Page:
Davis’ career began in 1968 at KAYS Radio and TV. According to Davis, his duties included everything from “board shift, to a noon TV show, to running the camera for the 6 p.m., newscast, to doing the sports on the 10 p.m., newscast.” Davis also worked for 20 years as a morning sports anchor at KMBZ Radio in Kansas City.
“I had a wonderful first job out in western Kansas at Hays, 16 years there with college and high school sports and a lot of baseball,” Davis said. “Then to come to Lawrence and be able to follow the Jayhawks — bowl games, eight Final Fours and some terrific moments, seeing a team win an Orange Bowl and two national (basketball) championships and three other national championship games.”
16.9% of All Sports Radio Listeners Are Streaming
The news comes as Nielsen reported that 11.3% of all radio listenership comes thru a stream, up from 6.9% in May of 2020.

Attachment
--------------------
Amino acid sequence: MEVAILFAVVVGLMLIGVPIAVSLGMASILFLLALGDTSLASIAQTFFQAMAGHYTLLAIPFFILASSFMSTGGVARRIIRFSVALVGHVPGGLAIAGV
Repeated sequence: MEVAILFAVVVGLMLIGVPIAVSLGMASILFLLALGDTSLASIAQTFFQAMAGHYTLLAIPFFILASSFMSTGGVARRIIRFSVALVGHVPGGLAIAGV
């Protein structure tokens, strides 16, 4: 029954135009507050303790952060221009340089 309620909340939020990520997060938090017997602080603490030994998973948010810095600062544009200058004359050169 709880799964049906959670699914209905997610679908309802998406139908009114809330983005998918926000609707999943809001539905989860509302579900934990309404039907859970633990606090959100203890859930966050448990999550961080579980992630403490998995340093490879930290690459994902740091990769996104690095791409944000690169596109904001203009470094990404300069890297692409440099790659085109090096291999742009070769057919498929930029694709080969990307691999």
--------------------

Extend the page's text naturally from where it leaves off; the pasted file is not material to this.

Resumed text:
According to Nielsen, sports radio stations are the third-most streamed spoken word format, just behind Talk/Personality and News/Talk/Info. The trend is continuing to show that streaming is on the uptick.
The survey found that in May 2022, 16.9% of sports talk radio’s audience tunes in via the station’s online stream. That news comes as Nielson reported that 11.3% of all radio listenership comes thru a stream, up from 6.9% in May of 2020.
Nielsen notes that in the 45 PPM markets they are grabbing data from and the 4,800+ stations that stream in those markets, just 30% of them are encoded. That encoding allows for Nielsen to accurately measure the streams. They used the listener data from 1,500 stations across the U.S., in their latest report, AM/FM Radio Streaming Growth in PPM Markets.
The survey also showed that streaming levels differ widely by radio format. Spoken word formats display strong streaming listenership (Talk/Personality: 31.2%, News/Talk/Info: 19.1%, All Sports: 16.9%). In fact, Nielsen found that 1/3 of all AM/FM streaming in PPM markets is to spoken word formats.